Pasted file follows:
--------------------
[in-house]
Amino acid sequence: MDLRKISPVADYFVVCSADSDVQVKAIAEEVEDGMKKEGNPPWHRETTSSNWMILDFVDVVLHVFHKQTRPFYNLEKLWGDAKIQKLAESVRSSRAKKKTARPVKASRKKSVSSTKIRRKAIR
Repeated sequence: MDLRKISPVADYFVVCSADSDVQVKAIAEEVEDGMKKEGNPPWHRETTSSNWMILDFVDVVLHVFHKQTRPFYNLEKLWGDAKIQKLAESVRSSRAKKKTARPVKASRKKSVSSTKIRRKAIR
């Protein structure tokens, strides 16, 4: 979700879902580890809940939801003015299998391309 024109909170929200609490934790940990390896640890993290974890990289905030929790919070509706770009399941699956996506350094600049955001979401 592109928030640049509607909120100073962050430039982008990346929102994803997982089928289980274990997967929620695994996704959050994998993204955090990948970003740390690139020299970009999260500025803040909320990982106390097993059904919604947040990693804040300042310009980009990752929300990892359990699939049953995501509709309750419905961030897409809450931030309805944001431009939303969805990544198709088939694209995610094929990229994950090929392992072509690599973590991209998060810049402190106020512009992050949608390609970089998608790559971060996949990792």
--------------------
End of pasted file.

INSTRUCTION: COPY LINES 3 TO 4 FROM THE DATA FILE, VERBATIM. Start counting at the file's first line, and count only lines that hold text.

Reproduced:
Repeated sequence: MDLRKISPVADYFVVCSADSDVQVKAIAEEVEDGMKKEGNPPWHRETTSSNWMILDFVDVVLHVFHKQTRPFYNLEKLWGDAKIQKLAESVRSSRAKKKTARPVKASRKKSVSSTKIRRKAIR
């Protein structure tokens, strides 16, 4: 979700879902580890809940939801003015299998391309 024109909170929200609490934790940990390896640890993290974890990289905030929790919070509706770009399941699956996506350094600049955001979401 592109928030640049509607909120100073962050430039982008990346929102994803997982089928289980274990997967929620695994996704959050994998993204955090990948970003740390690139020299970009999260500025803040909320990982106390097993059904919604947040990693804040300042310009980009990752929300990892359990699939049953995501509709309750419905961030897409809450931030309805944001431009939303969805990544198709088939694209995610094929990229994950090929392992072509690599973590991209998060810049402190106020512009992050949608390609970089998608790559971060996949990792």